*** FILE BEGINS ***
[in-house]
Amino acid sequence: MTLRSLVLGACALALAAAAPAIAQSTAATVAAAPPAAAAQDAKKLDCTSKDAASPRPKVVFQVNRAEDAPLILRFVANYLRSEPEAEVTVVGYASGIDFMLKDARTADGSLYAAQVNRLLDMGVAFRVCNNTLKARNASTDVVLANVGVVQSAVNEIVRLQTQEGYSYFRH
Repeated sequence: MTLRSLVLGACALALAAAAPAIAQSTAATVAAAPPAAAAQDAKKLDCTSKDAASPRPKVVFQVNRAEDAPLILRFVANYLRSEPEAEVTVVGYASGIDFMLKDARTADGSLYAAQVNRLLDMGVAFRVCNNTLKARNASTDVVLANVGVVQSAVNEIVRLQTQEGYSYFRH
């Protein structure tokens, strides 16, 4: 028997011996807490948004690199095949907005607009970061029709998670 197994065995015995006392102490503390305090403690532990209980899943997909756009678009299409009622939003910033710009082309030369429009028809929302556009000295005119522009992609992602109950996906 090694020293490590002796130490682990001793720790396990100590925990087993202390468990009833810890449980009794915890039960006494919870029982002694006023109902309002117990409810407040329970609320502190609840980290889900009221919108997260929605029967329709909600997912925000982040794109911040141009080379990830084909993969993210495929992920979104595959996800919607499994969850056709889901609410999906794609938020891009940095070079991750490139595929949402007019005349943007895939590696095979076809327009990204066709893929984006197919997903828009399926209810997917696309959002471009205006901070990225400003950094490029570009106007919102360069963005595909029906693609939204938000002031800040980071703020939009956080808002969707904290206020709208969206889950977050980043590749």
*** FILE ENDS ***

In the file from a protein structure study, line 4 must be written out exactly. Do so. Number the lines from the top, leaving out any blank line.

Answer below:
């Protein structure tokens, strides 16, 4: 028997011996807490948004690199095949907005607009970061029709998670 197994065995015995006392102490503390305090403690532990209980899943997909756009678009299409009622939003910033710009082309030369429009028809929302556009000295005119522009992609992602109950996906 090694020293490590002796130490682990001793720790396990100590925990087993202390468990009833810890449980009794915890039960006494919870029982002694006023109902309002117990409810407040329970609320502190609840980290889900009221919108997260929605029967329709909600997912925000982040794109911040141009080379990830084909993969993210495929992920979104595959996800919607499994969850056709889901609410999906794609938020891009940095070079991750490139595929949402007019005349943007895939590696095979076809327009990204066709893929984006197919997903828009399926209810997917696309959002471009205006901070990225400003950094490029570009106007919102360069963005595909029906693609939204938000002031800040980071703020939009956080808002969707904290206020709208969206889950977050980043590749």